This is why Peter warns us of the devouring ‘roaring lion’ desires of the Evil One (Be sober-minded; be watchful. Your adversary the devil prowls around like a roaring lion, seeking someone to devour. 1 Peter 5:8). He needs to be detected and resisted.
2. But far from being ethereal and mystical the regular context of the battle is in the ordinary routines of daily life. It is in Ephesus (cf. Eph 1:1 and 3) the conflict is joined. Wherever grace brings advance and victory, attacks will come. It is the ordinary progress of sanctification that the Devil seeks to defeat us, it is in the daily routines that we need to make sure he gains no foothold (and give no opportunity to the devil. Ephesians 4:27). Mundane life, not just mountaintop experience, is the sphere in which Satan appears. We need to be conscious of his stratagems.
This is brought out remarkably in the context of Ephesians 6:10ff. – for Paul has just been discussing marriage, family life, and everyday employment. This is where Satan first successfully attacked. It was not when Adam and Eve were attempting extraordinary spiritual work for God, but when everything seemed mundane, that Satan tracked them down and tripped them up. In fact, their marriage, which was the best of all God’s basic provision for them, became the strongest instrument Satan could use to set them at odds against relations, and the daily working world that we need to recognize we are not dealing merely with flesh and blood, but with rulers … authorities … cosmic forces … spiritual forces of evil (Eph 6:10).
3. There is a further dimension to the way Satan musters his forces. He plans to strike in the evil day. What does that mean? Our Lord experienced such a day. The night of his betrayal was the hour of the power of darkness (When I was with you day after day in the temple, you did not lay hands on me. But this is your hour, and the power of darkness. Luke 22:53).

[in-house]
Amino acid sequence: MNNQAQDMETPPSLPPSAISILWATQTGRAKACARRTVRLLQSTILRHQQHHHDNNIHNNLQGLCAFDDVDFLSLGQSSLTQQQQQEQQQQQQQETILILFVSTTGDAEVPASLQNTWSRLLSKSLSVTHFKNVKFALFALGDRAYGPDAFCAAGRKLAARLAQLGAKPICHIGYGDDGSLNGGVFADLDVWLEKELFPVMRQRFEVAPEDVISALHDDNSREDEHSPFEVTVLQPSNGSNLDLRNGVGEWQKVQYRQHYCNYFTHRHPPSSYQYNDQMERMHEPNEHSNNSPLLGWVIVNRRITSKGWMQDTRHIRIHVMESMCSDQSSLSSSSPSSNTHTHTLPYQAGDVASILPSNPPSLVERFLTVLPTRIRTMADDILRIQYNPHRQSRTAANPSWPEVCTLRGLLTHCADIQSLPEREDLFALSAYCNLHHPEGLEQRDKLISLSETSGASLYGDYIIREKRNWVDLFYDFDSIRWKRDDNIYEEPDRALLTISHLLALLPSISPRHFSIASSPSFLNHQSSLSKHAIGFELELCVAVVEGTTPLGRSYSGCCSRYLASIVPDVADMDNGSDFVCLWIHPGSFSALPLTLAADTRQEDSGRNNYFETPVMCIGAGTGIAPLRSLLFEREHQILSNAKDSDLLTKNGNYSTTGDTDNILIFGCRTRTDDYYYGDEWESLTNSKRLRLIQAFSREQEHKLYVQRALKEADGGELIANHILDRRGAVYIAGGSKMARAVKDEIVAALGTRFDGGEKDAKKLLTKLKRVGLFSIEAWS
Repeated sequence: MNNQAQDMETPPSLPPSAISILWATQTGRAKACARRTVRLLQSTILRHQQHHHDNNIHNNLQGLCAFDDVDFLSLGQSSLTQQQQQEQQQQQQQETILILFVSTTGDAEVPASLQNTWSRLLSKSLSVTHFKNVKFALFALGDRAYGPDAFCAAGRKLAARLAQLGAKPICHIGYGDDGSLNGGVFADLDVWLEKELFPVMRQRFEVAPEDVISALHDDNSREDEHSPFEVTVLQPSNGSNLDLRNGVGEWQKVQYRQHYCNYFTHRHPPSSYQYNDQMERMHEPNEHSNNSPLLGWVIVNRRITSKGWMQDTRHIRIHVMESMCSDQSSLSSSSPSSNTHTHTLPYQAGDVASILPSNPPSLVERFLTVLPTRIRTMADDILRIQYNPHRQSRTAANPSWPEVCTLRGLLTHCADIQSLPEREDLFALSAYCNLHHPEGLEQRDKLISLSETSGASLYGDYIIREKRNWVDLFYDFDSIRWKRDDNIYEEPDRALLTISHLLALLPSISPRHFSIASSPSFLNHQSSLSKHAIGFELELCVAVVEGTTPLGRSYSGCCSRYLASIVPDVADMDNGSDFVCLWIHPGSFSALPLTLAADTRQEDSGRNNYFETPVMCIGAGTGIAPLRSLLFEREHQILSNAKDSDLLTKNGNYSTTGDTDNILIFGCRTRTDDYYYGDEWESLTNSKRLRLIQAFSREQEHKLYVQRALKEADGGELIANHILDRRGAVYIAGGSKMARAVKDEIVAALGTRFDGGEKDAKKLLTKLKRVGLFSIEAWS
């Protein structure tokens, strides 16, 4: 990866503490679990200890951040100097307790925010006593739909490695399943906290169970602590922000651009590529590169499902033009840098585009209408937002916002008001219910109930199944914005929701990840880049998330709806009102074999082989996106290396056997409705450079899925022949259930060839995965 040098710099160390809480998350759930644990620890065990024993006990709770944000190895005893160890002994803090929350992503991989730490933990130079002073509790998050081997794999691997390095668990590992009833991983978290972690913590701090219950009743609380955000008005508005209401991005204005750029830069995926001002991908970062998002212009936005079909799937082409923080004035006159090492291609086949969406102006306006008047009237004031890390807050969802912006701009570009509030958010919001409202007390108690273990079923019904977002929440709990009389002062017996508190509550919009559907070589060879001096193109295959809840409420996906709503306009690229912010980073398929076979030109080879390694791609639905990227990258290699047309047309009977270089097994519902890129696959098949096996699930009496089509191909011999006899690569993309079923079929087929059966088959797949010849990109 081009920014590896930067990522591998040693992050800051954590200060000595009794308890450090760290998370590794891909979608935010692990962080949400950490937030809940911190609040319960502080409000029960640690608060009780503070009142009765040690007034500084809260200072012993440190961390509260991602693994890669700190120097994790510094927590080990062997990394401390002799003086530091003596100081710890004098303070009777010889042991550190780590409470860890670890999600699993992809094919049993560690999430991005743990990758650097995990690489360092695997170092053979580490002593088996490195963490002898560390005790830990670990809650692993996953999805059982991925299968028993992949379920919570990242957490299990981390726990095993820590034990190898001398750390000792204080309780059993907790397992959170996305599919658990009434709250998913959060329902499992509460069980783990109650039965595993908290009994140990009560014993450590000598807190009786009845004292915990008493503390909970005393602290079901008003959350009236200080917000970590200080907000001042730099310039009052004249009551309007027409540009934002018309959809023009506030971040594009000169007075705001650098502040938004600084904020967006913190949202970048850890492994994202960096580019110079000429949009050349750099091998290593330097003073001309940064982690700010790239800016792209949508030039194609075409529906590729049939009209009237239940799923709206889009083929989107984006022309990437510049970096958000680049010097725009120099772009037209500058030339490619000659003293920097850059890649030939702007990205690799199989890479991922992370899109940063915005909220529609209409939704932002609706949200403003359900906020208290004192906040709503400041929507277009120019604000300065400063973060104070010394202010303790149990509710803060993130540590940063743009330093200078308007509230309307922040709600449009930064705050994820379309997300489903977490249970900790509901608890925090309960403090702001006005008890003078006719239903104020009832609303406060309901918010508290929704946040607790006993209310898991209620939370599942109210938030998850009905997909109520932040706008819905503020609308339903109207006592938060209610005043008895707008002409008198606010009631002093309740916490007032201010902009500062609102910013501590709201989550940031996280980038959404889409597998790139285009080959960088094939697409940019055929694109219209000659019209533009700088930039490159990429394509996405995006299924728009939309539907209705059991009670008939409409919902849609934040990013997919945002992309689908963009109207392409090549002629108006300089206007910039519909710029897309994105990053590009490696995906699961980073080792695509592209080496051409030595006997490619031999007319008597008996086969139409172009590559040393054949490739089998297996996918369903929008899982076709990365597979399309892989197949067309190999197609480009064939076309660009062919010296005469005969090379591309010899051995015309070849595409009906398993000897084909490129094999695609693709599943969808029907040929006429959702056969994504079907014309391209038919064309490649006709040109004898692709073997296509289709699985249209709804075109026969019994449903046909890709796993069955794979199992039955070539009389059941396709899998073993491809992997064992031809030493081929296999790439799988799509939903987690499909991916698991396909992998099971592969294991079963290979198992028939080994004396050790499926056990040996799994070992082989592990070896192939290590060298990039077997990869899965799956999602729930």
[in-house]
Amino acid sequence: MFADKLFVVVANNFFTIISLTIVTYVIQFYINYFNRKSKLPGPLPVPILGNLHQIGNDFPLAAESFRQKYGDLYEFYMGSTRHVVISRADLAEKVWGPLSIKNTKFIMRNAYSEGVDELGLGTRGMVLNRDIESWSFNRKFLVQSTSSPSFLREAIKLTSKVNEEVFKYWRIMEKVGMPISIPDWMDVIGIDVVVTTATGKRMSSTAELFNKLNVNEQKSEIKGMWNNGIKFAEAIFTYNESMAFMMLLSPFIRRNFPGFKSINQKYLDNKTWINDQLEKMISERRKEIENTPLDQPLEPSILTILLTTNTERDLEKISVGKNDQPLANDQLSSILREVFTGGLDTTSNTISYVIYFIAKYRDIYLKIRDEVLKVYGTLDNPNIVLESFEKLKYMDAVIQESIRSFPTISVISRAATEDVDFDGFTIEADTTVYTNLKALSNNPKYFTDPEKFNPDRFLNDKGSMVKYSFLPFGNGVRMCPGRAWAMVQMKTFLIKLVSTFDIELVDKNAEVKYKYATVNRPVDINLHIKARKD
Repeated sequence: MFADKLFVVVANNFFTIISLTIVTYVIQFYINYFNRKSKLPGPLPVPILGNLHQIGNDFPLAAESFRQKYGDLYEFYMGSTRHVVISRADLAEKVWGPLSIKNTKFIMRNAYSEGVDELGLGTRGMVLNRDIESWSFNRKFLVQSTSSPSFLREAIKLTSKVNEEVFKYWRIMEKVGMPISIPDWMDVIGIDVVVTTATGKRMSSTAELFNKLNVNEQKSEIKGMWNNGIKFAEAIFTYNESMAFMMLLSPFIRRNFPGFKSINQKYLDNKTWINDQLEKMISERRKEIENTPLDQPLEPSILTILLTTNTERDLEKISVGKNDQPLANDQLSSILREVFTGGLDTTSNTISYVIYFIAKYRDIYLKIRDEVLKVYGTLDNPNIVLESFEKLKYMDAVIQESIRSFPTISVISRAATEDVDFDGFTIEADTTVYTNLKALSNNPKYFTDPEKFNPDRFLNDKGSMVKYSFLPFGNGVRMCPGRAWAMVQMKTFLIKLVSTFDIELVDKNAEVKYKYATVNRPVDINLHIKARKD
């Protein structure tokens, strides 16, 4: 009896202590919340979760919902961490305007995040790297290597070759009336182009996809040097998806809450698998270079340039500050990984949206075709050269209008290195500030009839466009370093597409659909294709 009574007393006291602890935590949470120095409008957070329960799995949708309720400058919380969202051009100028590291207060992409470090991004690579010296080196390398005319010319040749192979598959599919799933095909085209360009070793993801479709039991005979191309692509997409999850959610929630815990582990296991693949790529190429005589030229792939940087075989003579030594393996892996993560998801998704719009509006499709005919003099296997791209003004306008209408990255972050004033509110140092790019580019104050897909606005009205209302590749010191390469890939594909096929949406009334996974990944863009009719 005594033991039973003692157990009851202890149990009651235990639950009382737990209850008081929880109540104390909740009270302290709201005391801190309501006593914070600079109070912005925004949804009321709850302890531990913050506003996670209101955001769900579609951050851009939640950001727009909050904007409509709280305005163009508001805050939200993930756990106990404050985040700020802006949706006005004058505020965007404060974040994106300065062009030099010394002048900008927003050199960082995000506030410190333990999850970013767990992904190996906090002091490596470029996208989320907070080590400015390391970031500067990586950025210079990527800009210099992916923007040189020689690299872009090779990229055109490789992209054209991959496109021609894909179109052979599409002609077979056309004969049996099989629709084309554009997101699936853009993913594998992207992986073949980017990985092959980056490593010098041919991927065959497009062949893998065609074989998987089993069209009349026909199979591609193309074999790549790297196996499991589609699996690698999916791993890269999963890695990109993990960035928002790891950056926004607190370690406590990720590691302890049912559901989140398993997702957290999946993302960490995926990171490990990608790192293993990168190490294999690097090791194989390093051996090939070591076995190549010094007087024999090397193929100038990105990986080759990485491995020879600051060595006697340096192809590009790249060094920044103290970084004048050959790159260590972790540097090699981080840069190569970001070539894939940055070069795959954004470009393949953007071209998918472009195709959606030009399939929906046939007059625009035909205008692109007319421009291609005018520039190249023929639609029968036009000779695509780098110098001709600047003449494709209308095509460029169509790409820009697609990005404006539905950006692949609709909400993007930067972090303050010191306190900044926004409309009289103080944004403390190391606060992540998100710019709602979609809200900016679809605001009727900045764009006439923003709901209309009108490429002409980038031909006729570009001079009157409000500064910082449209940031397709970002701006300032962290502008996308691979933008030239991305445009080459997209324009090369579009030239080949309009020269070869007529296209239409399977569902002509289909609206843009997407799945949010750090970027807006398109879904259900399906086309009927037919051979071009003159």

He felt the full force of Satan’s attack. Now came the greatest pressure to turn away from the cross. Since Satan could not destroy him by the temptation to go another way than to the cross, now he would seek to dominate the event itself, inciting one apostle to betray and another to deny, while scattering the rest.
Earlier in our Lord’s ministry Satan sought to keep him from the way of the cross.
Later, he seems to have been in a frenzy of activity in order to bring him to the cross in such a way that he might destroy Jesus’ relationship with the Father.
By the evil day Paul may mean a still future day when the conflict between the kingdoms of darkness and light will reach a consummation. But even if this is so, that day is already pre-figured in our lives from time to time.
Unlike our Lord (“I will no longer talk much with you, for the ruler of this world is coming. He has no claim on me, 31 but I do as the Father has commanded me, so that the world may know that I love the Father.” John 14:30-31), a ‘landing place’ for Satan remains in us. We are still sinners. There is still a ‘Trojan Horse’ of sin within us, which Satan seeks to use to make his dark strategies and snares effective. Sometimes we have opportunities to sin but lack any inner compulsion to pursue them. At other times we experience an inner compulsion but opportunity is lacking or we are providentially protected from taking it. But when temptation, desire, and opportunity coincide, the ‘evil day’ has come. So it was for David (1 In the spring of the year, the time when kings go out to battle, David sent Joab, and his servants with him, and all Israel. And they ravaged the Ammonites and besieged Rabbah. But David remained at Jerusalem. 2 It happened, late one afternoon, when David arose from his couch and was walking on the roof of the king's house, that he saw from the roof a woman bathing; and the woman was very beautiful. 3 And David sent and inquired about the woman. And one said, “Is not this Bathsheba, the daughter of Eliam, the wife of Uriah the Hittite?” 4 So David sent messengers and took her, and she came to him, and he lay with her. (Now she had been purifying herself from her uncleanness.) Then she returned to her house. 5 And the woman conceived, and she sent and told David, “I am pregnant.” II Samuel 11:1-5). And so it may be for us. Then it is all we can do to stand, indeed to remain standing is the great fruit of grace in us.
4. But there is yet a further aspect to this. ‘The battle is to be waged by us in the Lord. We cannot rely on our own resources to defeat Satan. He has experience stretching back to the Garden of Eden (Gen 3:1ff.) and beyond. (Revelation 12:4 possibly refers to his leading of a pre-fall rebellion in the heavenly world.)